Jo-Carroll Dennison, the oldest surviving Miss America, passes away at 97

Oldest Miss America 1942, Jo-Carroll Dennison passed away on October 18, 2021 at her California home on a quiet Monday morning. She was 97 years of age. She was also the first of her time to object to models wearing swimsuits for the Miss America beauty pageant and made headlines with her feminist stance.

Born in an Arizona State prison for men on 16 December 1923 she is the daughter of Elizabeth and Harry Arthur Dennison, who ran a traveling medicine show in Texas. As recalled by friend Evan Mills — who edited her 2021 autobiography Finding My Little Red Hat, released in September, she was a “model for young women — and men — in a world where many are tempted to bend to social expectations rather than trusting and following their own moral compass.” After graduating from high school she part-timed as a stenographer in Tyler but was soon discovered as a fresh young face suitable for pageants and the like. In 1942 she entered into the Miss America contest at the tender age of 18.

The beauty contests at that time and even to date comprise a series of preliminary rounds including talent and swimsuit competitions. In what later came to be adjudged as sexist and albeit a bit misogynist for a group of men and women to judge young girls on the basis of their figure and beauty only, further enhanced by wearing revealing swimsuits, the competition would test both the physical and mental mettle of young candidates. Jo-Carroll was the first to see through this discriminatory and biased spectacle and call them out for the same. She recalled in her autobiography how in her days these beauty pageants were based mostly on superficial appearances though she herself felt that “… I had won because of the way I looked, but rather because of the way I felt about myself. “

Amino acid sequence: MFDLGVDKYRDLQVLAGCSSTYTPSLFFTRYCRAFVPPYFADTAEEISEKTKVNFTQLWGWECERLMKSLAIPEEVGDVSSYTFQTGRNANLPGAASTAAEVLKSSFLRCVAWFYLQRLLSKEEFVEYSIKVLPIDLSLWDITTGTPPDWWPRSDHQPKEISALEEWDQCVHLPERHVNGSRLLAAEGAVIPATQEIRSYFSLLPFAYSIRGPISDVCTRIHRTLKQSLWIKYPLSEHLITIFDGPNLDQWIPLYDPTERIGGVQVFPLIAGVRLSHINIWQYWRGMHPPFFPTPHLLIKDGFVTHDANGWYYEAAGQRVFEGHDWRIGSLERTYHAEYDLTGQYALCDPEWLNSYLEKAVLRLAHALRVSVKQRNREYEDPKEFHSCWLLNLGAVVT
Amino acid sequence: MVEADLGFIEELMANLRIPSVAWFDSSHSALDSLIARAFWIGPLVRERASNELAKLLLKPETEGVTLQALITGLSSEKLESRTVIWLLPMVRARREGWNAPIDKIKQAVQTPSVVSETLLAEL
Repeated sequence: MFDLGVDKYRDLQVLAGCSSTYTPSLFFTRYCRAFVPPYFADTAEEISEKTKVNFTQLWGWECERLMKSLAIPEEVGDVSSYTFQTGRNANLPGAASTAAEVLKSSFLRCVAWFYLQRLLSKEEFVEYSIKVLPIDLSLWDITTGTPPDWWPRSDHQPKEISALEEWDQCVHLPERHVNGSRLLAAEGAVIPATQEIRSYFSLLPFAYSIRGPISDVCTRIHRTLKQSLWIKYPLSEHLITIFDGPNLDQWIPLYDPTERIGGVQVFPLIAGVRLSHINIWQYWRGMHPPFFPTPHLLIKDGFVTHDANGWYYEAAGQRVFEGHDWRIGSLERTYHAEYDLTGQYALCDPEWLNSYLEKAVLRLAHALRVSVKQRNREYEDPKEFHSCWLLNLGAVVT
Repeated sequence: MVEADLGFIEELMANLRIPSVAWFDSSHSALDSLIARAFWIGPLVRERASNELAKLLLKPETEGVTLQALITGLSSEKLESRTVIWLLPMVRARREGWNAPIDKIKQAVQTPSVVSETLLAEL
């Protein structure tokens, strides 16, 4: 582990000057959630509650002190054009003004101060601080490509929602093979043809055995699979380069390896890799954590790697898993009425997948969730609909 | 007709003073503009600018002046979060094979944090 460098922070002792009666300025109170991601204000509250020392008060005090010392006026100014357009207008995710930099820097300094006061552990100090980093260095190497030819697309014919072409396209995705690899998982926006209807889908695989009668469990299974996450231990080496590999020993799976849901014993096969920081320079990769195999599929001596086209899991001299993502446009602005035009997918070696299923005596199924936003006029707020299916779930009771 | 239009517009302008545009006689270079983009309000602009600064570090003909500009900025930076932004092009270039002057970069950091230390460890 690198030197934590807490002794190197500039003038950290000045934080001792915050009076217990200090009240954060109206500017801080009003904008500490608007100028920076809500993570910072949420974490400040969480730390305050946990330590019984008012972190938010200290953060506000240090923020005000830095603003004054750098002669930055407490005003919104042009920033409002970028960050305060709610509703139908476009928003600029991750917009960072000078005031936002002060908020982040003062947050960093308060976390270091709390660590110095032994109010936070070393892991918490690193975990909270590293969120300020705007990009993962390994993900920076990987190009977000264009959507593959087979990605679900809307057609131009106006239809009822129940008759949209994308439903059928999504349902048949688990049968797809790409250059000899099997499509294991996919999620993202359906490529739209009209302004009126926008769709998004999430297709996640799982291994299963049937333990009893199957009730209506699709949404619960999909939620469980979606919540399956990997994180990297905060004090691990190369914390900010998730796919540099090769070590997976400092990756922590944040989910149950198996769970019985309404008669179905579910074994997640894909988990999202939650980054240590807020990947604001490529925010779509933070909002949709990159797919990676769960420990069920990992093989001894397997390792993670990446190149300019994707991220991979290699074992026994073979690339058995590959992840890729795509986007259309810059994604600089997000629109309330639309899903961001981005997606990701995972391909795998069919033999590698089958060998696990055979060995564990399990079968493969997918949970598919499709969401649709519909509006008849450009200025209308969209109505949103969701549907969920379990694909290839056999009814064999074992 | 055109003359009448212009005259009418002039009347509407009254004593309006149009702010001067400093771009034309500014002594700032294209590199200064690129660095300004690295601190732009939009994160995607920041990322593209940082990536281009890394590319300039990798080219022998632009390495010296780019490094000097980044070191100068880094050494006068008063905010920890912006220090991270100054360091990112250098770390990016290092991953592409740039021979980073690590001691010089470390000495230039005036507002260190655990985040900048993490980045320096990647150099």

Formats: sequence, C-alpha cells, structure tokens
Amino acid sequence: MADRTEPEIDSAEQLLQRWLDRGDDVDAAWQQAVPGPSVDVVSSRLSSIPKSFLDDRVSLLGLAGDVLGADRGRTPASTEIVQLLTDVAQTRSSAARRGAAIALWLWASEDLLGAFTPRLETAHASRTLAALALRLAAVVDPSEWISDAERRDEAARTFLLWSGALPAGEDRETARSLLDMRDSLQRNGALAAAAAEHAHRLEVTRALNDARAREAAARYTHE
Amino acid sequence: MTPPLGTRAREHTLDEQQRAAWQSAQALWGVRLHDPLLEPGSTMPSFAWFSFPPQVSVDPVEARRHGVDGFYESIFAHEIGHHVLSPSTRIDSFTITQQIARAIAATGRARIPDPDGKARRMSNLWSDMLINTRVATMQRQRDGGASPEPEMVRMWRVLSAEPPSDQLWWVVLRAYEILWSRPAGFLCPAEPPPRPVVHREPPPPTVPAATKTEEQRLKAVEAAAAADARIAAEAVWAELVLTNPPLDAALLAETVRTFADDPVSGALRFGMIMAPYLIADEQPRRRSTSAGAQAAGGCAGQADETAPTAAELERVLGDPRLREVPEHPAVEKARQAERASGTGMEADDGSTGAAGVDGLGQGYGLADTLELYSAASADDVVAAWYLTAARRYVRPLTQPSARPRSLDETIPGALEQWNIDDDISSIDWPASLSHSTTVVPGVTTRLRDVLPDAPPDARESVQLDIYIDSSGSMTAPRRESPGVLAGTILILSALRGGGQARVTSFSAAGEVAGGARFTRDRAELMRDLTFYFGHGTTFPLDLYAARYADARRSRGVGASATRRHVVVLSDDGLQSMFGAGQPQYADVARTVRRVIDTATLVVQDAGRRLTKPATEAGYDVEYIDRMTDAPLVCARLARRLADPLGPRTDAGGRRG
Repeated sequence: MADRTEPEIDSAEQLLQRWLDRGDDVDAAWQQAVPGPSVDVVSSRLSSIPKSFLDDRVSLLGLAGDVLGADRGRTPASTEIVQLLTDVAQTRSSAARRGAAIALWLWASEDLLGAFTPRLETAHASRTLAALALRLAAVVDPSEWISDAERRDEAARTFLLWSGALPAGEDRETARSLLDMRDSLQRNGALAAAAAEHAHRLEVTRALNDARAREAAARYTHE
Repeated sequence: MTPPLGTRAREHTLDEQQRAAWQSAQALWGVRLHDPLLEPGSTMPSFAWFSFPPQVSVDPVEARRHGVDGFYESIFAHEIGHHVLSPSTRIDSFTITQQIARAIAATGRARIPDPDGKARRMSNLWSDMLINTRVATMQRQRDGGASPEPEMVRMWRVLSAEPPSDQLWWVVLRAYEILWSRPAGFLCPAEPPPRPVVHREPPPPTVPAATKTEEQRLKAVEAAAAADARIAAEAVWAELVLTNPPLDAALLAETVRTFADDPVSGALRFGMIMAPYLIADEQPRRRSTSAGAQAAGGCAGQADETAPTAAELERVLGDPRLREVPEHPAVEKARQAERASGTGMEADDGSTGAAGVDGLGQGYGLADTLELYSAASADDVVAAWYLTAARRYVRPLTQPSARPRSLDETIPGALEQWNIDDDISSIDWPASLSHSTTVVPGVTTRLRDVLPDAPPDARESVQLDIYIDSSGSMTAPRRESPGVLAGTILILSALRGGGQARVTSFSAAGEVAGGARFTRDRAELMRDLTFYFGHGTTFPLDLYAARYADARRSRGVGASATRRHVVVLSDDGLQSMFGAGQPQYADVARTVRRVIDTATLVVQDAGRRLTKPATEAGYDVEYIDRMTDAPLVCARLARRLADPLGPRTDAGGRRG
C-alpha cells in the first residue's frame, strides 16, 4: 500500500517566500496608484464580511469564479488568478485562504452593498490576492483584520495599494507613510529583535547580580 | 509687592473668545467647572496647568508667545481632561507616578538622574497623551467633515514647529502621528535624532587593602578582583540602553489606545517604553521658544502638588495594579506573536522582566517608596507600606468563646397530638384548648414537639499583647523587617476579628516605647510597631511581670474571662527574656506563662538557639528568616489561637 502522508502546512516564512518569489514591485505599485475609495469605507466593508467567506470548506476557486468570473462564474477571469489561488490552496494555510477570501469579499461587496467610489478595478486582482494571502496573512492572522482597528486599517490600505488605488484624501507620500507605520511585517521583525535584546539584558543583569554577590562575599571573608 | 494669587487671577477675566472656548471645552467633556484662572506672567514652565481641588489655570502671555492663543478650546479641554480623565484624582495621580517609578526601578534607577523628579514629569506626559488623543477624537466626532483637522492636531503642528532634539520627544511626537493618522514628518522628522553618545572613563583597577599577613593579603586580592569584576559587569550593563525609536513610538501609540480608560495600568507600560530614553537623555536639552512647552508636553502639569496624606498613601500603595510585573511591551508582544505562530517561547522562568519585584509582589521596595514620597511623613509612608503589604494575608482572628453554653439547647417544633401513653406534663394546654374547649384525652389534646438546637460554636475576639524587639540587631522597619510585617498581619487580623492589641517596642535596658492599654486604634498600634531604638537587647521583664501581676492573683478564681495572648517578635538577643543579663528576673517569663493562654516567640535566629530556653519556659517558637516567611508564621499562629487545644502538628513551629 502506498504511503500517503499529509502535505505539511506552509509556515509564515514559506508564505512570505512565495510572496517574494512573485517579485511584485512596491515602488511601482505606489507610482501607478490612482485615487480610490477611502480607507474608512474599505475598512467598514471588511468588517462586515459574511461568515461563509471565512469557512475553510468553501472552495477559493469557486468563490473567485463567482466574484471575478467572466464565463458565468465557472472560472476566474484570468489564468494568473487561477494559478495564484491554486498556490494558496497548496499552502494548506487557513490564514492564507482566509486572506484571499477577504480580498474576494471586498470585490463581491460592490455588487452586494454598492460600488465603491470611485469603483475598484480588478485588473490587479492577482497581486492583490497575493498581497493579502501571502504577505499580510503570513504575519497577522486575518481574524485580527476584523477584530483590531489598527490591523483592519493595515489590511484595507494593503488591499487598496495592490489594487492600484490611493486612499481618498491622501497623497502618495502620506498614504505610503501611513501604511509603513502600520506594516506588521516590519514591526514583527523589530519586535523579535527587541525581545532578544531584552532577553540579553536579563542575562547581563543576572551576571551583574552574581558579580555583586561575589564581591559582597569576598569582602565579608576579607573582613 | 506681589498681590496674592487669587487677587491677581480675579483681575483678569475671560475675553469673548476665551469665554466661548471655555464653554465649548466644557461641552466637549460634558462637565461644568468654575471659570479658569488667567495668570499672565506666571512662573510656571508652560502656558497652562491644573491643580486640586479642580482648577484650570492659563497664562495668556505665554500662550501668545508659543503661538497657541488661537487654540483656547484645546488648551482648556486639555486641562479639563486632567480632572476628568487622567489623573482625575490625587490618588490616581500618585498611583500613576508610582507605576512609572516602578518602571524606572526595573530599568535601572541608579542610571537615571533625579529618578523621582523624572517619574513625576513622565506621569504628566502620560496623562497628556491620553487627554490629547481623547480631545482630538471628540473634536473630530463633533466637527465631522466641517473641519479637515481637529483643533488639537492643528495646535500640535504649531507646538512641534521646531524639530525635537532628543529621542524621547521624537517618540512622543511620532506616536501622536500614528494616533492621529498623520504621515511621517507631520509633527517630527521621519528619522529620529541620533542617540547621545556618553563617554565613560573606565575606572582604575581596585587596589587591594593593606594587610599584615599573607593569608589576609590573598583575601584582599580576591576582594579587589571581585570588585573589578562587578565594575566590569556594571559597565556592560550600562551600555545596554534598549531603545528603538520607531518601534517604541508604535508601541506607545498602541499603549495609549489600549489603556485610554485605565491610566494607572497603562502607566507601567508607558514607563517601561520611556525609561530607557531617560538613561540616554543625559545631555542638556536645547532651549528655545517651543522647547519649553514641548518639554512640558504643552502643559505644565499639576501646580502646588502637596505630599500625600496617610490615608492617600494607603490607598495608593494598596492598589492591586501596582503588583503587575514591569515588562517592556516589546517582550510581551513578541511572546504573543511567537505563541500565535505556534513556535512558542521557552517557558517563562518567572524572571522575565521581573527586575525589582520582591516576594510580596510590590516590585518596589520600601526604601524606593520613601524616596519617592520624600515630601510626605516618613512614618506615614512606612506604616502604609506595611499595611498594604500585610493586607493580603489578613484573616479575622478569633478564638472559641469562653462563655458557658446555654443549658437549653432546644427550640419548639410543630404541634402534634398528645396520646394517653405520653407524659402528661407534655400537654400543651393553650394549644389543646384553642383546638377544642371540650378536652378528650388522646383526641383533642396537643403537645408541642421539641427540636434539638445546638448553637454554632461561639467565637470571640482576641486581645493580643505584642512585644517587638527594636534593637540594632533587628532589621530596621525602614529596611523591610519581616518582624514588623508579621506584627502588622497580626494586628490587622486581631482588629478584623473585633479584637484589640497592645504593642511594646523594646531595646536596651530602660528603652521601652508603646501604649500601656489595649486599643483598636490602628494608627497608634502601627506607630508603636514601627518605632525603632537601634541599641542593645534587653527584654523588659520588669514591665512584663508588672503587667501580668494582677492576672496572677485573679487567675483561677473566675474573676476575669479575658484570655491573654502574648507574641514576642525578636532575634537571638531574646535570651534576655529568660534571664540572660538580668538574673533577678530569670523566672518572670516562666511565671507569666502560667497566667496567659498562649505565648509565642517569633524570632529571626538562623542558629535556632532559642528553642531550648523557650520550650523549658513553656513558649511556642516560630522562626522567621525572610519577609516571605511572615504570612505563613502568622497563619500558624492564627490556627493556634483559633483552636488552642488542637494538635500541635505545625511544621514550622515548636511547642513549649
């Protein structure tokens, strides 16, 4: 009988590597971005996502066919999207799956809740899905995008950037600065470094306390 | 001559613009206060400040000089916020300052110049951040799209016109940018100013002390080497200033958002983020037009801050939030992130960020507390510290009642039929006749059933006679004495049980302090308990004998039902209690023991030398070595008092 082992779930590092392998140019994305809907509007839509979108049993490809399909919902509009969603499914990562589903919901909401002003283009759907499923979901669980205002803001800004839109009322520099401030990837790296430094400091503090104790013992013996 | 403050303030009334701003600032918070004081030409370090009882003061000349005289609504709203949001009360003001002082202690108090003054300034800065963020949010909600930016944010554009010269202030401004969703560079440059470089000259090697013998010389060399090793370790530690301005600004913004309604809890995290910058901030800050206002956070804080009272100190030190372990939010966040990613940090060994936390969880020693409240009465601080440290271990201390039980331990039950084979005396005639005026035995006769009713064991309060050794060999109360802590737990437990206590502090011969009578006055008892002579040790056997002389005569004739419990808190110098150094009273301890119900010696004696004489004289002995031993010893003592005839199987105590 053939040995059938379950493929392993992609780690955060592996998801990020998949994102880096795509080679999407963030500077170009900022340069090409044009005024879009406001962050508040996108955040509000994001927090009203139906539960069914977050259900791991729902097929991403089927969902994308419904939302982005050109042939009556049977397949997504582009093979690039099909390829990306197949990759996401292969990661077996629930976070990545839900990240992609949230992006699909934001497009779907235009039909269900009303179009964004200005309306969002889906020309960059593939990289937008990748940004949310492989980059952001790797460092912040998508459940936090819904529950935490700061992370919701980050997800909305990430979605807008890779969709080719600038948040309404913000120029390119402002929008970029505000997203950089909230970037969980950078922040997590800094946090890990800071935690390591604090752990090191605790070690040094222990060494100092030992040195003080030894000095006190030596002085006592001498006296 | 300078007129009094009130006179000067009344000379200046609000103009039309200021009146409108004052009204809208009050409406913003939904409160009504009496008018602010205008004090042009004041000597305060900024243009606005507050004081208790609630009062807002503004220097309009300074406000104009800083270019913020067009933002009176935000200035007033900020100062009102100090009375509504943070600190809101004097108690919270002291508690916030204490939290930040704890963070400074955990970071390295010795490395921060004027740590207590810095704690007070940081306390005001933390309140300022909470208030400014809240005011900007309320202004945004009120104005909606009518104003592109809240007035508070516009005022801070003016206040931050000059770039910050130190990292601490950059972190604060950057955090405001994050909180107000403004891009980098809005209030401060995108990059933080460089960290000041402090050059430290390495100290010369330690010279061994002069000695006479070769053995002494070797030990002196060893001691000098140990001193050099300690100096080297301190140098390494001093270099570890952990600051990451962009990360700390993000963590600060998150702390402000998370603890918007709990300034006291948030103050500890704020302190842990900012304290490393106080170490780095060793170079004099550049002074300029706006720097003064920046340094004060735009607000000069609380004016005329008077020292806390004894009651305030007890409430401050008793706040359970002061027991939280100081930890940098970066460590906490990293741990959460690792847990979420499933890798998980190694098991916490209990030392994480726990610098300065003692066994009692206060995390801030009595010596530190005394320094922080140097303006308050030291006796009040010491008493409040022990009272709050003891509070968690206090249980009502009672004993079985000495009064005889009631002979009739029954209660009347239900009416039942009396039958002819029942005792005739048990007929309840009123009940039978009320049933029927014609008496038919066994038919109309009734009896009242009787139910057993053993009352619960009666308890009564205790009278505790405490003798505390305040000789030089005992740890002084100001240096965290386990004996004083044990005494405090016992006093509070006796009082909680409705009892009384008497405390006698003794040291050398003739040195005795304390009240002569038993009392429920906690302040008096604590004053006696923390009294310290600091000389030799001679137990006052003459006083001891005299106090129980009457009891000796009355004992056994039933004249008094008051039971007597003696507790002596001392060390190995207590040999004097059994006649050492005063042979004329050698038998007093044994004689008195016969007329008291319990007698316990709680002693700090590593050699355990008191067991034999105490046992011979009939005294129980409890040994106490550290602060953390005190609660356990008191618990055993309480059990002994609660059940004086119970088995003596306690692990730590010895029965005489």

She was crowned Miss America on September 12, 1942; and soon after the USA entered the Second World War. Keeping in terms with her newly acquired position, she turned into a medical hospice worker and spent much of her time visiting “defense plants, hospitals and service camps” and selling war bonds.

She openly called out the organization for retaining the swimsuit round and vehemently “refused to wear my bathing suit on stage after the pageant, beginning at with very first tour stop,”. In honor of the 100th anniversary of the same competition, she lauded how progressive the ambiance has been for scrapping off the swimwear round and termed it as a big victory for female rights and equality. She hoped that “future Miss Americas can help further the progress of healing the divisions in our country among racial lines, fight voter suppression and motivate us all to respond to the specter of climate change”.

She was not only the face of beauty and grace but also of a strong and sound mind with passion and affirmation. She heartily accepted the laurels she received saying “her work deserved it” and also mentioned the veteran fighters of the War, saying they were both superb and commendable.

At times like these, when the fight for female empowerment, equal rights, and free speech have gained such immense importance in every sphere of life, it is worth remembering the first and oldest Miss America who took her stance in the same spirit and footing as that of the later flag-bearers of feminism like Freidan and Steinem. 

She is survived by sons Peter and John Stoneham as well as three grandchildren, according to The New York Times. 

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